New drug therapies to kill Tsc2-deficient cell lines
Grant holder: Dr Andrew Tee PhD Student: Henry McCann
Institute of Cancer and Genetics, Cardiff University
Tuberous Sclerosis (TS) patients are a high risk group for developing kidney tumours (60-80%), which is caused through mutation of either the Tuberous Sclerosis Complex 1 or 2 (TSC2) genes. While these kidney tumours are often removed through surgical techniques, having a non-invasive therapy that specifically kills these TS-associated tumour cells would be extremely valuable to TS patients.
It is hoped that such new drug therapies could improve the healthcare of TS patients by lessening the need for surgical intervention. Dr Tee and colleagues recently discovered that the clinically approved drug, nelfinavir, selectively killed the fast growing Tsc2-associated tumour cells, while the normal healthy cells were relatively unaffected. Of importance, they were able to further improve nelfinavir’s potency to kill Tsc2-compromised tumour cells when combined with another already clinically approved drug, bortezomib.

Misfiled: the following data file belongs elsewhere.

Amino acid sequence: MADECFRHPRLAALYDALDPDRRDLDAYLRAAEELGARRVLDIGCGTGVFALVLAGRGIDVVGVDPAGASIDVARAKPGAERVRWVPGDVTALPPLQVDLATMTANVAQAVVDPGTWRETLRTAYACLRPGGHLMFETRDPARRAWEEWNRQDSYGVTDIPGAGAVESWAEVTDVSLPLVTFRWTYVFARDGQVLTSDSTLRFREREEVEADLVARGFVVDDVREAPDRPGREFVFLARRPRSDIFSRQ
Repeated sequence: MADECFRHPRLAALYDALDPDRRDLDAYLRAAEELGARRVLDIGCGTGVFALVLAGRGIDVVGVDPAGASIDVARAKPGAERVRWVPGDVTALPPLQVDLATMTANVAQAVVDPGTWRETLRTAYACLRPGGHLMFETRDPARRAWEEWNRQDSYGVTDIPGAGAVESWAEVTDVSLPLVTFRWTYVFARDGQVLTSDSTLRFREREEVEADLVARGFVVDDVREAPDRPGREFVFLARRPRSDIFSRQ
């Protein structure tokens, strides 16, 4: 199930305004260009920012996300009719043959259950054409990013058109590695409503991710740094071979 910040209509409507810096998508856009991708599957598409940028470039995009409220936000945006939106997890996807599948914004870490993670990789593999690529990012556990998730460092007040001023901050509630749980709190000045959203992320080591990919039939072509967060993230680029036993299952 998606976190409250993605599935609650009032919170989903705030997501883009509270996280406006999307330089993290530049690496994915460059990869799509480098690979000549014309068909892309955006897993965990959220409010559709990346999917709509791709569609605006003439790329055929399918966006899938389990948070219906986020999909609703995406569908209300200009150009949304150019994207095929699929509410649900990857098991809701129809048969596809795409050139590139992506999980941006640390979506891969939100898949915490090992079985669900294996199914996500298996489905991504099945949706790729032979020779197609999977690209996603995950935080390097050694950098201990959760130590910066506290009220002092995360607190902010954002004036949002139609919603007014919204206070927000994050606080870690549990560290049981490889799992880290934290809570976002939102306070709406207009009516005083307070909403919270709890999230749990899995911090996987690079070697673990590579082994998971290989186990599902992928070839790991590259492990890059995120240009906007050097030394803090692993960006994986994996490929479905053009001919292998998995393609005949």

This project will test the effectiveness of these new potential combination therapies to selectively kill TSC-associated tumour cells. Such experimentation will allow researchers to fine-tune drug therapies to determine the optimum drug combination to kill tumour cells whilst maintaining low toxicity to healthy cells. This project is designed to provide the necessary data to support future pre-clinical studies in TS model systems and also clinical studies in TS patients, of which the research team have a strong track record.
This work also has important implications for cancer patients with Tsc2-compromised tumours, such as those with kidney, lung, bladder, breast and colon cancers. Although the first priority is to improve healthcare for TS patients, this project could also benefit a wide range of cancer patients within the general population.